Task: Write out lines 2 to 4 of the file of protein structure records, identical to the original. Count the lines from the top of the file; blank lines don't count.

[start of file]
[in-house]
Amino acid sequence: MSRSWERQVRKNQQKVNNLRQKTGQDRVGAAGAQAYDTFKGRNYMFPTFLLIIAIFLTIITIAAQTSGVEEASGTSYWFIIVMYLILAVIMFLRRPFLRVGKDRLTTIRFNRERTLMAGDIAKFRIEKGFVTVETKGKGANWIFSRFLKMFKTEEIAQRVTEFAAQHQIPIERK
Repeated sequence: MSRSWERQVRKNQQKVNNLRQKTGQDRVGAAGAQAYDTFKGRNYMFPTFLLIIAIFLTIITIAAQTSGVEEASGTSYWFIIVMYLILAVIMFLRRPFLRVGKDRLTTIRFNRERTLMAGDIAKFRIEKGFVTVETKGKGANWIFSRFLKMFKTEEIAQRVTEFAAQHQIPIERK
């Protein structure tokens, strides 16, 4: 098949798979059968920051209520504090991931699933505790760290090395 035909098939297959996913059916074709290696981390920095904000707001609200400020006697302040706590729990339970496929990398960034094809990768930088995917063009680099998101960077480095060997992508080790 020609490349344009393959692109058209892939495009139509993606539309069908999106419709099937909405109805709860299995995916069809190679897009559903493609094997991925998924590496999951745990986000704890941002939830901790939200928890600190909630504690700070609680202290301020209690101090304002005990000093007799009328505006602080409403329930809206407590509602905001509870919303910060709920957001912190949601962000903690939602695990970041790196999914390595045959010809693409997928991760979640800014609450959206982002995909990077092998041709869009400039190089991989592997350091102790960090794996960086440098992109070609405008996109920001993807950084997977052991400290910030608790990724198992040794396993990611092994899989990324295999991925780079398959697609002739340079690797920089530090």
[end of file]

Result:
Amino acid sequence: MSRSWERQVRKNQQKVNNLRQKTGQDRVGAAGAQAYDTFKGRNYMFPTFLLIIAIFLTIITIAAQTSGVEEASGTSYWFIIVMYLILAVIMFLRRPFLRVGKDRLTTIRFNRERTLMAGDIAKFRIEKGFVTVETKGKGANWIFSRFLKMFKTEEIAQRVTEFAAQHQIPIERK
Repeated sequence: MSRSWERQVRKNQQKVNNLRQKTGQDRVGAAGAQAYDTFKGRNYMFPTFLLIIAIFLTIITIAAQTSGVEEASGTSYWFIIVMYLILAVIMFLRRPFLRVGKDRLTTIRFNRERTLMAGDIAKFRIEKGFVTVETKGKGANWIFSRFLKMFKTEEIAQRVTEFAAQHQIPIERK
């Protein structure tokens, strides 16, 4: 098949798979059968920051209520504090991931699933505790760290090395 035909098939297959996913059916074709290696981390920095904000707001609200400020006697302040706590729990339970496929990398960034094809990768930088995917063009680099998101960077480095060997992508080790 020609490349344009393959692109058209892939495009139509993606539309069908999106419709099937909405109805709860299995995916069809190679897009559903493609094997991925998924590496999951745990986000704890941002939830901790939200928890600190909630504690700070609680202290301020209690101090304002005990000093007799009328505006602080409403329930809206407590509602905001509870919303910060709920957001912190949601962000903690939602695990970041790196999914390595045959010809693409997928991760979640800014609450959206982002995909990077092998041709869009400039190089991989592997350091102790960090794996960086440098992109070609405008996109920001993807950084997977052991400290910030608790990724198992040794396993990611092994899989990324295999991925780079398959697609002739340079690797920089530090």